Report shows substantial difference in farm incomes

Tuesday 27 May 2014 20.13
The report showed that without EU payments non-dairy farmers would typically have been operating at an economic loss
The report showed that without EU payments non-dairy farmers would typically have been operating at an economic loss

Substantial differences in the incomes of Irish farm families last year have been highlighted by the National Farm Survey, published today by Teagasc.

The survey found that although average farm incomes were broadly stable compared with 2012, dairy farmers did particularly well, while cattle and sheep farmers suffered significant declines in income.

According to the figures, the average family farm income in Ireland is just over €25,000, while the average for dairy family farms was over €64,000.

Overall, poor weather in the spring of last year combined with the continuing impact of the 2012 fodder crisis drove farm production costs up significantly last year and this affected profitability.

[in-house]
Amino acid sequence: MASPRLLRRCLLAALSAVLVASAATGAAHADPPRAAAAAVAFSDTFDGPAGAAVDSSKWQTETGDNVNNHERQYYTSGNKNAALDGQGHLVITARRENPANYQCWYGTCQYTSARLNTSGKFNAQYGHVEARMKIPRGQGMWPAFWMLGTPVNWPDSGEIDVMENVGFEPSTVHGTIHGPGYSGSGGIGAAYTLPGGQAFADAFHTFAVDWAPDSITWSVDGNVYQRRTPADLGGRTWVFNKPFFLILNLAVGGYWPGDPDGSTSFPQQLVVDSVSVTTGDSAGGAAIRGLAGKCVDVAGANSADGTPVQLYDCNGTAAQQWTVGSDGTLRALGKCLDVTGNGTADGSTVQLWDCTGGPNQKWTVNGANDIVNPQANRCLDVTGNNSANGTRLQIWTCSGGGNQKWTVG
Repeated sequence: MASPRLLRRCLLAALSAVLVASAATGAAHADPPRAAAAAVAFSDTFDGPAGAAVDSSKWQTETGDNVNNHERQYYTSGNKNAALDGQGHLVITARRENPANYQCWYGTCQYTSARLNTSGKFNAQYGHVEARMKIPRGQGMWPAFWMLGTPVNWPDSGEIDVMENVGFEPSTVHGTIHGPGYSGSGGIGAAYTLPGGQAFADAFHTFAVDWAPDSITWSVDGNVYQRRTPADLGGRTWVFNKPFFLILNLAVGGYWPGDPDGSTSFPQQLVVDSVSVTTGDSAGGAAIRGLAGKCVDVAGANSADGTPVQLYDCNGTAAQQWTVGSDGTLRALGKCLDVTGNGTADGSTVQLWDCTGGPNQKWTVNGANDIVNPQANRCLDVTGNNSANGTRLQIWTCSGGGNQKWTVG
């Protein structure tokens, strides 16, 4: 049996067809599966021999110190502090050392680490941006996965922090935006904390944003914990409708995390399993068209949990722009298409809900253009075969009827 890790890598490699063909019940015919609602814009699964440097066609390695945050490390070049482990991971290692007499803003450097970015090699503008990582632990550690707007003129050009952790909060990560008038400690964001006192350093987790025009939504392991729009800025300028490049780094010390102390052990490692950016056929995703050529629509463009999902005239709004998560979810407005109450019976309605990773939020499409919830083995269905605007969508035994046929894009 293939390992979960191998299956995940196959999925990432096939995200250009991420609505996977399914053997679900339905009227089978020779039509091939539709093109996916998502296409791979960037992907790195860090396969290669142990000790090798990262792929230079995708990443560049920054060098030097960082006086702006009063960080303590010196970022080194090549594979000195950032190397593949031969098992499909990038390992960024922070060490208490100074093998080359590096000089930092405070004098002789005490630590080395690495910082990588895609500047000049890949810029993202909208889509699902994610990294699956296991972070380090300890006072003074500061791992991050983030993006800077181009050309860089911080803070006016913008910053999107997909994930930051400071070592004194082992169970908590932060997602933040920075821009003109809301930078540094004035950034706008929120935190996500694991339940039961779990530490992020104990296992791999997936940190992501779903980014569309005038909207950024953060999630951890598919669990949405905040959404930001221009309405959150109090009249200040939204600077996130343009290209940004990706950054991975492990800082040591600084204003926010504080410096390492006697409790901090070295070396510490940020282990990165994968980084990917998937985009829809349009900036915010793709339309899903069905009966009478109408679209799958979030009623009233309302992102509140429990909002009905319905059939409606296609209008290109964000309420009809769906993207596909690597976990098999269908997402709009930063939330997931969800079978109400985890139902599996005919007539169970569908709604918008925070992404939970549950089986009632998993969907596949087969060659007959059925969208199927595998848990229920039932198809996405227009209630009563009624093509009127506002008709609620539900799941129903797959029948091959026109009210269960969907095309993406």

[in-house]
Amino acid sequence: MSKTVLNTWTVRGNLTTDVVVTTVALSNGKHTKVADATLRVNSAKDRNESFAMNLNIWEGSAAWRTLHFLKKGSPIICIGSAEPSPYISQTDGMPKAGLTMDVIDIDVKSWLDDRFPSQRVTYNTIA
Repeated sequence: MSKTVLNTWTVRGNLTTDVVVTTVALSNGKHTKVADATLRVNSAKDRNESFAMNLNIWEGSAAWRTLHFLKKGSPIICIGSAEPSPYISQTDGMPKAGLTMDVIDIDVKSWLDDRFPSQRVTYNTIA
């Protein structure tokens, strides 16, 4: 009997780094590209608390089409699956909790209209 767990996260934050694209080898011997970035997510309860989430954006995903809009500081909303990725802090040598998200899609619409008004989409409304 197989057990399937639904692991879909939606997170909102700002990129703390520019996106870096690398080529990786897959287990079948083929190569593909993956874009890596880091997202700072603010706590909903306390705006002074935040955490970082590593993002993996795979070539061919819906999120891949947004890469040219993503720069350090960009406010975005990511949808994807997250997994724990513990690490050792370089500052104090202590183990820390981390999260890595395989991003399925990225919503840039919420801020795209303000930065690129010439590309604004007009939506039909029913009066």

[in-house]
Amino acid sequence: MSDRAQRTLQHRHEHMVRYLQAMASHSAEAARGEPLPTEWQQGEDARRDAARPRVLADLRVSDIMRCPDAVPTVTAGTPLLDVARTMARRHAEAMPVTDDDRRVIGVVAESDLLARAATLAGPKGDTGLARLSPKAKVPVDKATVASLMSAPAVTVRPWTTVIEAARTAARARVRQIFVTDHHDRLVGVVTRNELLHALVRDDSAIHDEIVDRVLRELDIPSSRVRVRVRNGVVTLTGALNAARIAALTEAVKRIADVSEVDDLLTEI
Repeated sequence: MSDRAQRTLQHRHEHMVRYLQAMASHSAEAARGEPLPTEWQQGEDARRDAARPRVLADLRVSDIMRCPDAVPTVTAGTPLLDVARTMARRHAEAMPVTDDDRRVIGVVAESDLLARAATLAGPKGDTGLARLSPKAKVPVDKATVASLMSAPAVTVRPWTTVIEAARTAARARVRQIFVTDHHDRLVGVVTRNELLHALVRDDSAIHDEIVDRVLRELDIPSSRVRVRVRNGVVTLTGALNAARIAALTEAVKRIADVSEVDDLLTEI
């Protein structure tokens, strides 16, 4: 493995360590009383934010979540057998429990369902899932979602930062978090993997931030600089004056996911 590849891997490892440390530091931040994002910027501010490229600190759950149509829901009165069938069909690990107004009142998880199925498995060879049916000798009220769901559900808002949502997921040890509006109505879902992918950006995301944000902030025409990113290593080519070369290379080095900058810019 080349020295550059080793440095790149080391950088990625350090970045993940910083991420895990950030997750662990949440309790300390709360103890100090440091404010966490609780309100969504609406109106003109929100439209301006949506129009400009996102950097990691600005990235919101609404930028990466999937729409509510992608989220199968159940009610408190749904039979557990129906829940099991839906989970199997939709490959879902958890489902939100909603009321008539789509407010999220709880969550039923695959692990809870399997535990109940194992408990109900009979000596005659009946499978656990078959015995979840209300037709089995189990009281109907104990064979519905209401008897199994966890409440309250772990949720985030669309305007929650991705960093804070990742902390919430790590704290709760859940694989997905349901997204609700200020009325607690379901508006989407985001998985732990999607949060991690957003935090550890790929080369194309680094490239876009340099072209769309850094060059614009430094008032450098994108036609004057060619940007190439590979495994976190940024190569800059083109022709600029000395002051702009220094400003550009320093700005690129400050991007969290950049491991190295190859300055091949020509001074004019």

Sheep farmers had a particularly tough year with their average income down 39% to just over €11,000.

Income on cattle rearing farms was down by 22% to just below €9,500.

Costs for tillage farmers remained largely stable and there was also a rise in tillage yields. Despite this however, tillage farmers were made significantly worse off due to lower prices and reductions in the area they harvested.

Farmers also suffered a cut of about 8% in direct payments, including the EU single farm payment, the disadvantaged area scheme and other subsidies.

Overall direct payments from EU farm support schemes under the Common Agriculture Policy account for three quarters of total farm income across all farms in Ireland. 

The average amount of support received is €19,173. 

Without these payments the typical income for Irish farmers last year would have been just €6,466.

Without those payments however non-dairy farmers would typically have been operating at an economic loss in 2013.